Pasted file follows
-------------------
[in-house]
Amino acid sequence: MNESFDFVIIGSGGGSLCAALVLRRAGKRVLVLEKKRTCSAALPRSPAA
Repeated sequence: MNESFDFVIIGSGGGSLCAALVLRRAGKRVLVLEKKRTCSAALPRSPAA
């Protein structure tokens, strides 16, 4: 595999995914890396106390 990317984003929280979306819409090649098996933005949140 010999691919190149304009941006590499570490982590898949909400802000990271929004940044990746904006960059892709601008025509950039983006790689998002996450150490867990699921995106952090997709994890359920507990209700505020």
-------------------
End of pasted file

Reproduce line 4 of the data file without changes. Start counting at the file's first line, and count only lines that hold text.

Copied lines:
């Protein structure tokens, strides 16, 4: 595999995914890396106390 990317984003929280979306819409090649098996933005949140 010999691919190149304009941006590499570490982590898949909400802000990271929004940044990746904006960059892709601008025509950039983006790689998002996450150490867990699921995106952090997709994890359920507990209700505020």